Thursday, March 27, 2014

Jurassic Park III


Joseph was most apologetic over the shoddy accommodations in New Orleans - he swears that a local promoter was to blame. He had been assured that the Cajun Crawfish Club was an exclusive little bistro. He's vowed that the next stop, scheduled for later this week in Plano, Texas, will be a distinct improvement. To make up for it, he sent a private helicopter to pick me up and to take me and all thirty seven pieces of my Louis Vuitton luggage to the Dallas area so I would not have to endure long hours on the road. The set pieces and back up dancers, however, are going Greyhound. There are certain perks to being a magnificent star. 

I received a telegram from my publicist, Madame Rose, today. She has been in contact with Marrakech records. They are interested in bringing my brilliant vocal stylings to a new generation of listeners. There's even talk of my challenging Britney Spears for the title of Pop princess de jour. They propose a new album entitled Endless Suburb which will celebrate mall culture and teen angst through such classic songs as Standing on the Casual Corner, The Little Young Lady from Abercrombie and Somewhere Over the Wal-Mart. Lead sheets and music are being faxed to my Dallas hotel - something called 'The Book Depository'. 

The helicopter stopped in Gavelston to refuel so I took a walk along the seashore and stopped into the local cineplex for a relaxing break before the next leg of my journey. As reptiles have been a theme of late, I chose Jurassic Park III as my bill of fare. This second sequel to the dinosaurs running amok film of some years back was produced by Steven Spielberg's Amblin Productions but the reins, this time, have been turned over to his protege, Joe Johnston (Jumanji, October Sky). Johnston is a reasonable genre film maker and he turned out a quick and efficient thriller without a single original idea in it. 

This time around, the creators decided to forgo bringing back Jeff Goldblum's Ian Malcom (a fact for which I am grateful - one should never try to make comic relief into hero...) and returned instead to Sam Neill's Dr. Alan Grant from the first film. Neill is a competent actor but the character was always more of a type than a person - I'm assuming Neill agreed to it as he needed a paycheck. Dr. Grant is still digging up dinosaur bones in the desert, refusing to study the living specimens as he regards those as an aberration, rather than a reality; his peaceful life is disturbed when a wealthy couple (William H. Macy and Tea Leoni) come to him and offer him a small fortune to go with them to Isla Sorna, the site B from the second film, as tour guide. They neglect to tell him that it's really a rescue mission for their adolescent son who disappeared parasailing over the island several weeks earlier. Soon Grant, his assistant Billy (Alessandro Nivola) and a bunch of mercenaries (led by Michael Jeter) are flying off to Costa Rica. Needless to say, things go wrong right off the bat and our heroes are trapped on the island with only their wits to help them defeat raptors, spinosaurs, pteranodons and other nasty beasts with big teeth.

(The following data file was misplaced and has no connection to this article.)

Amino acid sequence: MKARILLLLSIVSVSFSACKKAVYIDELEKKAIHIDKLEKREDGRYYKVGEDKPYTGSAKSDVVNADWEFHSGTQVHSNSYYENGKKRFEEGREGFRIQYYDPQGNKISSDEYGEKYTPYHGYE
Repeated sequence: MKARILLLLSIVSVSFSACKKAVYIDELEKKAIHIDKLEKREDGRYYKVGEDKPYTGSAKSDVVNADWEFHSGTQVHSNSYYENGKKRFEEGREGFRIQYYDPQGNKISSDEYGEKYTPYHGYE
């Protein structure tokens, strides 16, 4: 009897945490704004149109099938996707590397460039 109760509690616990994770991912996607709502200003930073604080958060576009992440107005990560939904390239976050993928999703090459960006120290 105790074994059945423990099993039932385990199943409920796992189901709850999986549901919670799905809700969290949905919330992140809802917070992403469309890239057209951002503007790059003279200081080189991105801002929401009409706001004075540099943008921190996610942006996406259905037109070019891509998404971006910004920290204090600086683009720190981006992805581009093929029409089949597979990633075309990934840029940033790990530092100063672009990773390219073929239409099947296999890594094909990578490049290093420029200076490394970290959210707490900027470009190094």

I shan't give away all the plot details but the script (Peter Buchman - rewritten by Alexander Payne and Jim Taylor, the duo behind the scathing Election and Citizen Ruth) is perfectly predictable. Ten minutes into the exposition and it's clear who will become dino snacks and who will survive. There's no moment in the opening exposition that won't come back in the action sequences of the second half in some way. It's very much a paint by numbers screenplay which is too bad. I would have expected more from Payne and Taylor. Their trademark snarky sense of humor is there in some of the lines but there's absolutely no character development, no social comment, and little in the way of plot other than dinosaurs surprise humans - humans run away (and occasionally get eaten). 

The talented cast, which includes Laura Dern in a brief cameo as Dr. Ellie Satler, her character from the first film, sleepwalks its way through the script as if they had all been given ten milligrams of valium in the butt when they came on set. They go through the motions and scream when attacked but it's hard to care much for these animatronic figures. The whole film, in many ways, reminded me of Disney's Jungle Cruise - we don't worry too much about the poor guys chased up the tree by the rhino there either. The performances of the humans are perfunctory at best. 

This leaves us with the dinosaurs. Special effects technology has increased by leaps and bounds in the last decade so we have more dinosaurs able to do more things. In some ways, they're much more interesting than the humans and have more personality. They scare and chase their human co-stars with great verve and zeal. Unfortunately, most of the action scenes are poorly edited and you don't get a real good sense of what's going on. The cuts are much too quick. 

The film is predictable, but moderately suspenseful - we don't know when the necessary scenes are going to play out. It's entertaining and slickly made, and worth a look at matinee prices if you've nothing better to do. It's not, however, a great work of cinematic art and breaks no new ground. 

Hostile seminar audience. Lucky backpack. Dino-Soar parasailing. Dino bird call. Gratuitous Compys. Dino do-do. Satellite telephone as plot device. Egg napping. Gratuitous miles ex machina ending. Barney joke. Water tanker truck hide-out.

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